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March

2020

Cuomo on possible NY quarantine: ‘I don’t think it’s legal’

New York Governor Andrew Cuomo goes on CNN to give his opinion of Trump’s idea to quaratine the New York metropolitan area due to fears of spread of Coronavirus.

“It would be chaos and mayhem,” Cuomo told CNN’s Ana Cabrera. “It’s totally opposite everything he’s been saying. I don’t think it is plausible. I don’t think it is legal.”

“This would be a federal declaration of war on states,” Cuomo said, adding that he doesn’t think the President is looking to start a war with states.

Source: Cuomo on possible NY quarantine: ‘I don’t think it’s legal’ – CNNPolitics

Your Neighborhood Might Be a Coronavirus Hot Spot, but New York City Refuses to Release the Data

Intrepid ProPublica muckracker Justin Elliott examines the lack of data New York City is releasing about Coronavirus cases. His main complaint is that NYC isn’t releasing neighborhood level data, a practice many other cities are doing including Los Angeles, Singapore, Soeul and many more.

The lack of detailed information makes it difficult for medical workers, journalists and the public to establish whether particular communities in the city are being harder hit and to get beyond anecdotal accounts of which of the city’s roughly 60 hospitals are already overwhelmed.

Dr. Michael Augenbraun, director of the infectious diseases division at SUNY Downstate Medical Center in central Brooklyn, said that while he knows the city has its hands full, the data could be useful for doctors. “Everyone is struggling to make sense of this evolving picture,” he said. “I think it would be useful to us in the hospitals to get a detailed situational appraisal, to know how much of the burden we are confronting.”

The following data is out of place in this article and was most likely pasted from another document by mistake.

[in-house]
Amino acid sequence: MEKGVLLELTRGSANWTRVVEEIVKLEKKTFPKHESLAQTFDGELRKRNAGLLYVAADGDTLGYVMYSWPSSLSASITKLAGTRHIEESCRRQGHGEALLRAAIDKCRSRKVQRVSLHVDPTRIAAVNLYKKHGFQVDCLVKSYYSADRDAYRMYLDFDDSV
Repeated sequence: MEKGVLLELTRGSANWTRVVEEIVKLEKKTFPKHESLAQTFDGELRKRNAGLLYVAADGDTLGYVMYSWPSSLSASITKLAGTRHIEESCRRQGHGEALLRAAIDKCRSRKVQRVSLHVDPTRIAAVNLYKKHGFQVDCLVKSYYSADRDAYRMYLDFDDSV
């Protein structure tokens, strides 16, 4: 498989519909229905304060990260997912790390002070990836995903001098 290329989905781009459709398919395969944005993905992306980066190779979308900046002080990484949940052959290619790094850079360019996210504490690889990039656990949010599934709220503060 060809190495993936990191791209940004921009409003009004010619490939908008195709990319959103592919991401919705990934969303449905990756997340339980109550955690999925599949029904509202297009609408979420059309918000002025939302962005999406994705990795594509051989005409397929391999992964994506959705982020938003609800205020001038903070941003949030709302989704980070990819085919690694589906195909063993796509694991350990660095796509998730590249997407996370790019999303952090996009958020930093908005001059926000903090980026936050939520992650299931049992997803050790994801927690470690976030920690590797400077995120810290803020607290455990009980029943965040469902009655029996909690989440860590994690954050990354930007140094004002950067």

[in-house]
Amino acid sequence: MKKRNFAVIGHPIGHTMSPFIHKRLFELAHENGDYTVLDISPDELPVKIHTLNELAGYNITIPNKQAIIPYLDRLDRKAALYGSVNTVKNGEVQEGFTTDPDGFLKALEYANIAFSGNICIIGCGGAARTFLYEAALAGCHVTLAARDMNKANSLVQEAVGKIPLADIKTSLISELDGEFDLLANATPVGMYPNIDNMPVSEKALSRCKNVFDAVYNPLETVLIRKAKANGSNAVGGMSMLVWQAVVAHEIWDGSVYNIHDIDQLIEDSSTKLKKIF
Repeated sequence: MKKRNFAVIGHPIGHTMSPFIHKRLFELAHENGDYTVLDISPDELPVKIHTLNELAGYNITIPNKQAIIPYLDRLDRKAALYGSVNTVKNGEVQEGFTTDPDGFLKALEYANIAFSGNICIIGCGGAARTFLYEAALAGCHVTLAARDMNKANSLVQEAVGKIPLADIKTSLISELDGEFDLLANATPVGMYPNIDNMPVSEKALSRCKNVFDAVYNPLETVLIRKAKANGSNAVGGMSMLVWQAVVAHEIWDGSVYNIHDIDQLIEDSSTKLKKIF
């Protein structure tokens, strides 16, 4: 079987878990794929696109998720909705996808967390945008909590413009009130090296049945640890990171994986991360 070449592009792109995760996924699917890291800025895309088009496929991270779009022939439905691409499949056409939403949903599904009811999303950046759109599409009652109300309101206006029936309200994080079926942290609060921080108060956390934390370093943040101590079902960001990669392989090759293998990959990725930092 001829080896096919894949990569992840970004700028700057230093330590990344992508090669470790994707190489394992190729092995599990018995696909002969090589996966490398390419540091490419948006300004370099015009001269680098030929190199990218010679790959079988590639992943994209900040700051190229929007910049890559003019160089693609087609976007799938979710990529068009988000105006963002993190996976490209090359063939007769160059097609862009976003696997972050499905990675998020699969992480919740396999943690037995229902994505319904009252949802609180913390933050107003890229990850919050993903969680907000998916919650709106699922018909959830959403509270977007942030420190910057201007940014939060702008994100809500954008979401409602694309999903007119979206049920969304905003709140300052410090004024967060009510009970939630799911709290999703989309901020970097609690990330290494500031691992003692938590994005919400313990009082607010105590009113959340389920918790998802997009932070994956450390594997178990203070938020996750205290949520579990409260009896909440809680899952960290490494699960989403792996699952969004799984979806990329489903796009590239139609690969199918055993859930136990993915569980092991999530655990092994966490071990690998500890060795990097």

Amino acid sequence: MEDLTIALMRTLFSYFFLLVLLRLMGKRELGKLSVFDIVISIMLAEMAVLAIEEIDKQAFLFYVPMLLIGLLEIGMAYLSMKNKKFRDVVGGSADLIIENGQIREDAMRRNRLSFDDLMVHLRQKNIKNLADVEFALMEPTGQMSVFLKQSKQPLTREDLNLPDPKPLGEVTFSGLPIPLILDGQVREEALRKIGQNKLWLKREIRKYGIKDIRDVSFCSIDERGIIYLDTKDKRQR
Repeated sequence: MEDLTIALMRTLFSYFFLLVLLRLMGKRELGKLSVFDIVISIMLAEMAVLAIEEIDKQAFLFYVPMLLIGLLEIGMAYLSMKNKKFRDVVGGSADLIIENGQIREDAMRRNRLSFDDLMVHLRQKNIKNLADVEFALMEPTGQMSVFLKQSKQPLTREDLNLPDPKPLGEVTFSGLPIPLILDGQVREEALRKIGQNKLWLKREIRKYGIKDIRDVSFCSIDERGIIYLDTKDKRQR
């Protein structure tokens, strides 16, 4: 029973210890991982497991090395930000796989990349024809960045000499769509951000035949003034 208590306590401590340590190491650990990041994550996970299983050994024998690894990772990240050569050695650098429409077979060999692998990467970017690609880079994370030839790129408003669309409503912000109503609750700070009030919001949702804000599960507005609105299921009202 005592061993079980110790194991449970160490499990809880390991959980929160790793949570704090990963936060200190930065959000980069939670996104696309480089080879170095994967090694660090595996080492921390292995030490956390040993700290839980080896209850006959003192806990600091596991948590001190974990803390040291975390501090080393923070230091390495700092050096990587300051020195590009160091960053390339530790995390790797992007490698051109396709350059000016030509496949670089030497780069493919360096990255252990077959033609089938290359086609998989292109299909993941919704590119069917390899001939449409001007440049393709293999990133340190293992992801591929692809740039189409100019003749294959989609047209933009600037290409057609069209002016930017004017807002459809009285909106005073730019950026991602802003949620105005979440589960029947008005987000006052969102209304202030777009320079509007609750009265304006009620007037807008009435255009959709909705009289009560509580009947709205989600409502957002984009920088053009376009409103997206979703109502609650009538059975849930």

Source: Your Neighborhood Might Be a Coronavirus Hot Spot, but New York City Refuses to Release the Data — ProPublica

MIT E-VENT | Emergency ventilator design toolbox

This MIT project is developing open source plans for a ventilator in response to the Coronavirus panedemic. A lack of ventilators within the US and globally could result in the deaths of hundreds of thousands of people who need them to stay alive during the more severe phases of the disease. 

Almost every bed in a hospital has a manual resuscitator (Ambu-Bag) nearby, available in the event of a rapid response or code where healthcare workers maintain oxygenation by squeezing the bag. Automating this appears to be the simplest strategy that satisfies the need for low-cost mechanical ventilation, with the ability to be rapidly manufactured in large quantities. However, doing this safely is not trivial.

Source: MIT E-VENT | Emergency ventilator design toolbox

Feeling Powerless About Coronavirus? Join a Mutual-Aid Network

New York Times opinion writer Charlie Warzel profiles a mutual aid group in Massachusetts organized in response to the Coronavirus pandemic, explaining the general concepts and tells a few stories about why these networks are so powerful.

There’s also a selfish component to joining a mutual-aid network: In a moment of deep uncertainty and anxiety, helping those in need is one of the few pure pleasures one can still partake in while social distancing. If you’re feeling powerless these days and have the means, look up your local mutual-aid network. Plug into the organizing that’s happening. If you don’t have the means to donate, share the resource documents or email or donation address with your neighbors. A quarantine is the perfect time to get (virtually) close to your community.

Source: Opinion | Feeling Powerless About Coronavirus? Join a Mutual-Aid Network – The New York Times

Civic Technology Can Help Stop a Pandemic

Tech philosopher Jaron Lanier explains in Foreign Affairs how the small and young but mighty democratic nation of Taiwan utilized civic technology to rapidly prototype and build apps that enables their society to organize on of the world’s most effective responses to COVID-19. 

Taiwan’s success has rested on a fusion of technology, activism, and civic participation. A small but technologically cutting-edge democracy, living in the shadow of the superpower across the strait, Taiwan has in recent years developed one of the world’s most vibrant political cultures by making technology work to democracy’s advantage rather than detriment. This culture of civic technology has proved to be the country’s strongest immune response to the new coronavirus.

Read the article: Civic Technology Can Help Stop a Pandemic